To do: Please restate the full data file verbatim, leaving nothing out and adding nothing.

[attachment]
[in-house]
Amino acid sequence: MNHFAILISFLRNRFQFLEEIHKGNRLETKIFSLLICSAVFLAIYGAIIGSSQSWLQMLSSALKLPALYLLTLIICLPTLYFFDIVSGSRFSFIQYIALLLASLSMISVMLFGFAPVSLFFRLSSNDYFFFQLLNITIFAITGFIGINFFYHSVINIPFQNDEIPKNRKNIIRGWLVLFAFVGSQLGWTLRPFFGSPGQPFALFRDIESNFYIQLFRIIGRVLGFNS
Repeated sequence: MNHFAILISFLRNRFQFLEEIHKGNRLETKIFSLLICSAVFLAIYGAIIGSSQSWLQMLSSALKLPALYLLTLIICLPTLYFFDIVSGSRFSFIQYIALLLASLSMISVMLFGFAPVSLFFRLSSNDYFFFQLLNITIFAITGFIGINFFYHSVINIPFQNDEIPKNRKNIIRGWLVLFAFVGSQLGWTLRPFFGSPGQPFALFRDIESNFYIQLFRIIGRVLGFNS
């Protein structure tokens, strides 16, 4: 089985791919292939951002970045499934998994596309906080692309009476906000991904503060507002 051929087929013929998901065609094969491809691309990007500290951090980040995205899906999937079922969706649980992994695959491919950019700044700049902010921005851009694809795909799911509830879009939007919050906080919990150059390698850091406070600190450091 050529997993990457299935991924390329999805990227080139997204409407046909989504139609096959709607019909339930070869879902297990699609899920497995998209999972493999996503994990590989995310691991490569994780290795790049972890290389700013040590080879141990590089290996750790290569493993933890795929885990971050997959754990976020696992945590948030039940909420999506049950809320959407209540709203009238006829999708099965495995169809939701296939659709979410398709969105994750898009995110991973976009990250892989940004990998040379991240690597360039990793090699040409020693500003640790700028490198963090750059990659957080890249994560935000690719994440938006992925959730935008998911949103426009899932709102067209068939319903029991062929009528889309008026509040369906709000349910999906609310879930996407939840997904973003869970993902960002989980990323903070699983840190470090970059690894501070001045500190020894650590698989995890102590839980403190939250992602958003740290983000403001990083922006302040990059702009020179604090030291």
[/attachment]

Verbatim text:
[in-house]
Amino acid sequence: MNHFAILISFLRNRFQFLEEIHKGNRLETKIFSLLICSAVFLAIYGAIIGSSQSWLQMLSSALKLPALYLLTLIICLPTLYFFDIVSGSRFSFIQYIALLLASLSMISVMLFGFAPVSLFFRLSSNDYFFFQLLNITIFAITGFIGINFFYHSVINIPFQNDEIPKNRKNIIRGWLVLFAFVGSQLGWTLRPFFGSPGQPFALFRDIESNFYIQLFRIIGRVLGFNS
Repeated sequence: MNHFAILISFLRNRFQFLEEIHKGNRLETKIFSLLICSAVFLAIYGAIIGSSQSWLQMLSSALKLPALYLLTLIICLPTLYFFDIVSGSRFSFIQYIALLLASLSMISVMLFGFAPVSLFFRLSSNDYFFFQLLNITIFAITGFIGINFFYHSVINIPFQNDEIPKNRKNIIRGWLVLFAFVGSQLGWTLRPFFGSPGQPFALFRDIESNFYIQLFRIIGRVLGFNS
């Protein structure tokens, strides 16, 4: 089985791919292939951002970045499934998994596309906080692309009476906000991904503060507002 051929087929013929998901065609094969491809691309990007500290951090980040995205899906999937079922969706649980992994695959491919950019700044700049902010921005851009694809795909799911509830879009939007919050906080919990150059390698850091406070600190450091 050529997993990457299935991924390329999805990227080139997204409407046909989504139609096959709607019909339930070869879902297990699609899920497995998209999972493999996503994990590989995310691991490569994780290795790049972890290389700013040590080879141990590089290996750790290569493993933890795929885990971050997959754990976020696992945590948030039940909420999506049950809320959407209540709203009238006829999708099965495995169809939701296939659709979410398709969105994750898009995110991973976009990250892989940004990998040379991240690597360039990793090699040409020693500003640790700028490198963090750059990659957080890249994560935000690719994440938006992925959730935008998911949103426009899932709102067209068939319903029991062929009528889309008026509040369906709000349910999906609310879930996407939840997904973003869970993902960002989980990323903070699983840190470090970059690894501070001045500190020894650590698989995890102590839980403190939250992602958003740290983000403001990083922006302040990059702009020179604090030291």